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International Economics

Terms in this set (35)

Depreciation of the currency - If domestic consumers demand more imports than foreigners demand of the home country's exports, then the value of the domestic currency will fall. A weaker currency makes imported raw materials more expensive and can contribute to cost push inflation.

Increased foreign ownership of domestic assets - A deficit in the current account means a surplus in the financial account. This means foreigners own more of the home country's assets than domestic investors own of foreign assets. Such foreign ownership of domestic assets may pose a threat to the economic freedom of the deficit country.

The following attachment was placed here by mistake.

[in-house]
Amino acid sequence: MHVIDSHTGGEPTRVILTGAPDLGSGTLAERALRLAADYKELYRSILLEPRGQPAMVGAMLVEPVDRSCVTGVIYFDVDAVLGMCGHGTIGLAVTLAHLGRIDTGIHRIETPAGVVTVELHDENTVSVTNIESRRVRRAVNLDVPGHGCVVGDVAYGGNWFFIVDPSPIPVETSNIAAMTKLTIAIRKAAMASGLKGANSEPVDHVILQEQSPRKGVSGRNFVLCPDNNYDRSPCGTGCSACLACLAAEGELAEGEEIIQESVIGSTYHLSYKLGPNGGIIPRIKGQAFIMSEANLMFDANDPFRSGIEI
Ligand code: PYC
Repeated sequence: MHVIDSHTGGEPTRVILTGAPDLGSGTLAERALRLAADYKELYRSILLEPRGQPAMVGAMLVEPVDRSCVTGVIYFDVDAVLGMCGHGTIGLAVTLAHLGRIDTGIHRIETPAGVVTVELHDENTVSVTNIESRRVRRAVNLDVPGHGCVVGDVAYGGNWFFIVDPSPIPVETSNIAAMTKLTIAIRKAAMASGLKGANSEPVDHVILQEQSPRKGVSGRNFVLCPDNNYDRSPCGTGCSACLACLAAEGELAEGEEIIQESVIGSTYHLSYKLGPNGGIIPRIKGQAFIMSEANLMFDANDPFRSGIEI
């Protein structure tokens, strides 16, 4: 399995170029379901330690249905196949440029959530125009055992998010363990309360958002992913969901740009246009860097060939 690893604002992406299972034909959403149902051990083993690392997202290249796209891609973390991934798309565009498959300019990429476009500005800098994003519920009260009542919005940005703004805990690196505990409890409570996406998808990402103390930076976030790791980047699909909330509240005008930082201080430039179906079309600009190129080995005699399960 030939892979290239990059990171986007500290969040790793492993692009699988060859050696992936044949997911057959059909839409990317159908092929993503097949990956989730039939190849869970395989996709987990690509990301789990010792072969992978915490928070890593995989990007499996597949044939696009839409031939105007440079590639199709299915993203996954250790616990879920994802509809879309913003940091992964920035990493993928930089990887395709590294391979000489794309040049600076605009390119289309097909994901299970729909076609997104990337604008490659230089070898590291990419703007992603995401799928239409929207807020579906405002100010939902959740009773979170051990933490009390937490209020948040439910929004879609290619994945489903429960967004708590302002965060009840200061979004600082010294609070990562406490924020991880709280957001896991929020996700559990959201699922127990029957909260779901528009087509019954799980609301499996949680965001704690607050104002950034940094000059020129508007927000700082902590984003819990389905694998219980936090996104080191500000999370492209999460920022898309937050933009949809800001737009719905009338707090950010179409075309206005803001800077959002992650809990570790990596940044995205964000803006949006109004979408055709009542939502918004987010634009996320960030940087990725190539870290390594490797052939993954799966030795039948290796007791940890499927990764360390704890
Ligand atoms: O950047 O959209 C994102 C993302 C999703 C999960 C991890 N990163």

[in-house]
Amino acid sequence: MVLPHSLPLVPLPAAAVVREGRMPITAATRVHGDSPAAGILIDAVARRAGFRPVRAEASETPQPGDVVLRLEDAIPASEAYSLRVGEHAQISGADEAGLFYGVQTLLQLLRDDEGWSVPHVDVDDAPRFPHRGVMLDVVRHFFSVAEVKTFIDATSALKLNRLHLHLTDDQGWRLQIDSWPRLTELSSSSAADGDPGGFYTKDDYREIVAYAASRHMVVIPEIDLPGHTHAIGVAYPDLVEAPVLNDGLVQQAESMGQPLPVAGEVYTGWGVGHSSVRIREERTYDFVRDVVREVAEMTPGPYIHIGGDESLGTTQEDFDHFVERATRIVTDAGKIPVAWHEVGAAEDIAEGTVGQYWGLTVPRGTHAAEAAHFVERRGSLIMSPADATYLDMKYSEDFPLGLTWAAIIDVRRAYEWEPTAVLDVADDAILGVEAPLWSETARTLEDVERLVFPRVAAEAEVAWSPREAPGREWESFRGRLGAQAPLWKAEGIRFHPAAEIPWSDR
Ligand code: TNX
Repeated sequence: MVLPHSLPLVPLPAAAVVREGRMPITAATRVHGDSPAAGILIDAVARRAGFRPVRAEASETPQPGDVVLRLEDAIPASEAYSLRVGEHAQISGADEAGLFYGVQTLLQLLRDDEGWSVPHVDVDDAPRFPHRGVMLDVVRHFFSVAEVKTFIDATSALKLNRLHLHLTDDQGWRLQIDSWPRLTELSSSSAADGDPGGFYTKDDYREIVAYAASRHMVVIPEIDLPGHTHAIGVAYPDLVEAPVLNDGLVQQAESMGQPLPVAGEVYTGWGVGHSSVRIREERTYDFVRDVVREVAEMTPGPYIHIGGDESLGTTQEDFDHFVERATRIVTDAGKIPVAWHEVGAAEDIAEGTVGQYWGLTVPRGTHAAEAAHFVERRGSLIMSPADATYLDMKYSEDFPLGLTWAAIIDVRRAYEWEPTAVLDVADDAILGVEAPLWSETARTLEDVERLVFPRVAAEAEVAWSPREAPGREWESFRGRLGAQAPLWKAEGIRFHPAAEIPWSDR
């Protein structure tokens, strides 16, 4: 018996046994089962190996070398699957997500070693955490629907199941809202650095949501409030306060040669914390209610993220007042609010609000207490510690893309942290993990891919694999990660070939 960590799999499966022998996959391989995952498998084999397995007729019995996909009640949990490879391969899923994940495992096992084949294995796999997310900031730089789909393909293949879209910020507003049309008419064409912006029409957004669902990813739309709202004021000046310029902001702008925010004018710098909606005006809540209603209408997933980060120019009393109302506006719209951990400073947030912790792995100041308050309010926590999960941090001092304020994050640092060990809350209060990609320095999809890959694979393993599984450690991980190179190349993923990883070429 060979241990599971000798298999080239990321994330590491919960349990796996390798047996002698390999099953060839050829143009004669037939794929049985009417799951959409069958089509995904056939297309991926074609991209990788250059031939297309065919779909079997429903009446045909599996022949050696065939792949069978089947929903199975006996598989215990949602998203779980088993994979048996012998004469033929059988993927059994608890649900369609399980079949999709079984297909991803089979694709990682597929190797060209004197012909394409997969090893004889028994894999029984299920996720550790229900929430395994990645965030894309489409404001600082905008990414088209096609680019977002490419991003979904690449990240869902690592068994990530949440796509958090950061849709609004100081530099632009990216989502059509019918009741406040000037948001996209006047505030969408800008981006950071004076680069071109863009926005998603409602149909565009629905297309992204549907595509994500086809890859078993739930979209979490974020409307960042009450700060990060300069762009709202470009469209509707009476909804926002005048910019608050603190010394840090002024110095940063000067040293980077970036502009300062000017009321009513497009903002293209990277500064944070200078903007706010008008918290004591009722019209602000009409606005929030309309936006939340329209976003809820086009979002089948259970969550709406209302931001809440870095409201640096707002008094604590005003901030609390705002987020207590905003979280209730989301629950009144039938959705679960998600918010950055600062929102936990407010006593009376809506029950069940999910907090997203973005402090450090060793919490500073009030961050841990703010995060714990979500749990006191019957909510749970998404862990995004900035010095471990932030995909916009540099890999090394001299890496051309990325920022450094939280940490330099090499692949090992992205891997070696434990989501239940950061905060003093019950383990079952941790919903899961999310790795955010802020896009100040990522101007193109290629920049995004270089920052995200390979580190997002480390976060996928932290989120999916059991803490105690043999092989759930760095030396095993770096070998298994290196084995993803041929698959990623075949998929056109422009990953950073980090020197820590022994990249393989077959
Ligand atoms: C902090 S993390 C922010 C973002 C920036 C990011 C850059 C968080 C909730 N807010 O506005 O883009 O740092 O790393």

Higher interest rates - A country may try to strengthen the currency by raising interest rates to attract foreign capital to the country. A higher interest rate will negatively effect domestic investment by firms, slowing growth in the nation's capital stock over time.

Increased indebtedness - Countries that have current account deficits will often finance them by running financial account surpluses. The easiest way to do this is by acquiring debt, selling bonds. However as a country accumulates debt, lenders may lose confidence in the country's ability to pay it back. Countries must pay interest on their debt, which reduces the governments ability to spend on domestic projects. A current account deficit that becomes too extreme can be unsustainable.

A current account deficit is an indication of a lack of competitiveness in the export sector, therefore a weaker currency may not actually increase demand by that much, and may actually lead to cost-push inflation.